End of Season Notes for the West Garden | 2019

Welcome to Procrastination Station!

Here it is, January of 2020. I’ve been thinking ahead and sketching plans for this year’s garden & new landscaping. While drawing my plans and doing research, a thought would usually slip in– “Finish your notes from 2019 before you forget.”

Well, I haven’t forgotten most of it (*cringe*), so here I am, forcing myself to take a minute to organize the rest of my notes.

(You can view notes from the East Garden here.)


Radishes: Season completed late June. We planted one ten foot row. Not all of the radishes were done at the same time, so we harvested four times until they were done.

Peas (July): Planted one 12′ row. Picking time! B and I have picked peas off the plants twice. It’s looking like we’ll have one more picking session and then we’ll pull the plants out. Our first harvest filled half of a quart sized freezer bag. Second harvest was about the same. Feeling a little like they’re not worth the effort, but the kids love them so next year we’ll plant more to get a better harvest.

Green Beans: Planted two 12′ rows. Japanese Beetles were NOT an issue this year. Incredible harvest! Picked four times. I canned beans until I got sick of canning, then blanched & froze the rest.

Bell Peppers: Planted two plants (started from seed in our house.) They grew well, I had plenty of peppers to dice and freeze.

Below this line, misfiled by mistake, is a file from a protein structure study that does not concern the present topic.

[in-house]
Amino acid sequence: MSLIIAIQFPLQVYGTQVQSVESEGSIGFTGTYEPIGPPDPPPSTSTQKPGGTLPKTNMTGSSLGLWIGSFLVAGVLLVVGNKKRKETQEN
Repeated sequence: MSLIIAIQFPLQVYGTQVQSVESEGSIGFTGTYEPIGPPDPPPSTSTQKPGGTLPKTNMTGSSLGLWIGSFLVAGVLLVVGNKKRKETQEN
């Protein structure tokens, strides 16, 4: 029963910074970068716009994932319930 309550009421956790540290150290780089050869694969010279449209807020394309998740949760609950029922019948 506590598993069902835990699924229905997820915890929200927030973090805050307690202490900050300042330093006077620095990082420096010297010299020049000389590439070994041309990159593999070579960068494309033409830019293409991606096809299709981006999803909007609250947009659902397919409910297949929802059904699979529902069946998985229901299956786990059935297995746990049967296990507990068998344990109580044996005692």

Long Peppers: Planted three (started from seed in our house,) and one survived. The two that died were pretty small, so I wasn’t surprised. This plant did so well– had plenty of peppers to dice & freeze.

Cherry Tomatoes: Up to our ears in cherry tomatoes! This plant quickly grew out of control, and it had great tomatoes to snack on– however it was mostly used for play by the kids. 🙂 Picture 4YO + 1 YO picking and throwing tiny tomatoes around the garden.

Large Tomatoes: We have three types of tomatoes in four plants. Two purchased locally (Celebrity) and two picked up from a member of our church. One remained an unknown breed, but the largest producer was Queen of Hearts. The tomatoes off of that plant were beautiful. The Queen of Hearts grew to be 5 feet tall before tipping its cage.

Published by Kerri

Hi there! I love helping and encouraging others to try new things. Here on The Sunny Wren, you'll find useful tips, fun ideas, and inspiration for gardening, homesteading, and family fun.

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